State museum uncovers hidden Steele painting

Back to TopCommentsE-mailPrintBookmark and Share

The Indiana State Museum has just discovered a painting by famous Hoosier artist T.C. Steele that, oddly, has been in its possession for more than 65 years, museum officials announced Wednesday.

The unusual find occurred when the museum, which boasts the largest collection of Steele paintings in the country, shipped one of the late Indiana artist’s works to suburban Chicago to be cleaned by an art conservator.

After taking the canvas painting, titled “The Old Garden,” off its frame to be restretched, conservator Barry Bauman found, to his amazement, another painting directly beneath it.

“It was like a King Tut discovery, for me,” he said. “I’ve been conserving paintings for 40 years, and it’s never happened to me. I’ve never heard of it happening to any other conservator. That’s how unique this is.”

Museum officials unveiled the painting privately to major donors on Monday evening before taking it to Steele’s former home and studio in bucolic Brown County south of Indianapolis for a public showing Wednesday afternoon.

Steele, who died in 1926 at the age of 78, was an American Impressionist painter known for his Indiana landscapes. He is considered the most important of a cluster of Indiana artists known as The Hoosier Group.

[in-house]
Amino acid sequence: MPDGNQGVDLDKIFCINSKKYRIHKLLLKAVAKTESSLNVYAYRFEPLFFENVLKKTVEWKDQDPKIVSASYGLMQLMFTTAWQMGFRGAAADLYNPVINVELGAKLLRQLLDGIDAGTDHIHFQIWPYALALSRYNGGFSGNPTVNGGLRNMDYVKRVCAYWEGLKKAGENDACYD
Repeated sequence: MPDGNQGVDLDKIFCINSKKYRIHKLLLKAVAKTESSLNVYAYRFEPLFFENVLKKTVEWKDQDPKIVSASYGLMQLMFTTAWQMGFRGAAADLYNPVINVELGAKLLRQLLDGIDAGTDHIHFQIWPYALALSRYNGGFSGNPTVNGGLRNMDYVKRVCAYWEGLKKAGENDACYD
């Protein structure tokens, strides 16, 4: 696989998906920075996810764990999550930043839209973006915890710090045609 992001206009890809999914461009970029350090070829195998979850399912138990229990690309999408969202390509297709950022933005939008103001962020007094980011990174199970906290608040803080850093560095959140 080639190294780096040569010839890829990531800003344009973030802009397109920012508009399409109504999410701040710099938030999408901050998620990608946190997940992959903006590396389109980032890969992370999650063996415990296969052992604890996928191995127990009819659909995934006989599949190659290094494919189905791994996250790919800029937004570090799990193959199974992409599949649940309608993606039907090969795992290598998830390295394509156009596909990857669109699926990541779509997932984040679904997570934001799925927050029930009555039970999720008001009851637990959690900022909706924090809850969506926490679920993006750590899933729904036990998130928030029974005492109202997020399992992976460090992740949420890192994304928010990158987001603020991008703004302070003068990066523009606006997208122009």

His second wife, Selma Neubacher Steele, donated more than 300 of Steele’s works to the state of Indiana shortly before her death in 1945.

The painting is dated 1890 and is a landscape piece, depicting a couple of buildings and a clock tower. A small, female figure wearing a red bonnet could be Steele’s daughter, Daisy, who was featured in a few of Steele's paintings, said Kathi Moore, the museum’s communications director.

The museum is trying to determine the location of the painting.

“No one has been able to identify those buildings,” Moore said, “so it’s kind of a mystery.”

Curt Churchman, a collector of Indiana art who operates Fine Estate Art & Rugs in Broad Ripple, said an 18-inch-by-24-inch painting by Steele from that time would probably bring $50,000 to $100,000 if it were sold on the open market.

“It’s a good period for Steele," said Churchman, who sold a Steele painting last year for $75,000. “He was at the top of his form.”

Steele had returned from Munich in 1885, five years before finishing the newly discovered painting, and was working in Indianapolis between sojourns to Indiana communities such as Brookville, Metamora, Spencer and Vernon.

What’s more unusual about the painting, however, is that it’s dated three years later (1890) than the one (1887) that was covering it.
“Initially you think, this is impossible—why would an artist cover one of his paintings?” Bauman said. “He may have put two paintings on one stretcher to conserve them. You just don’t know.”

Bauman, a former associate conservator for the Art Institute of Chicago, has been restoring paintings without charge the past nine years and has finished 60 for the state museum.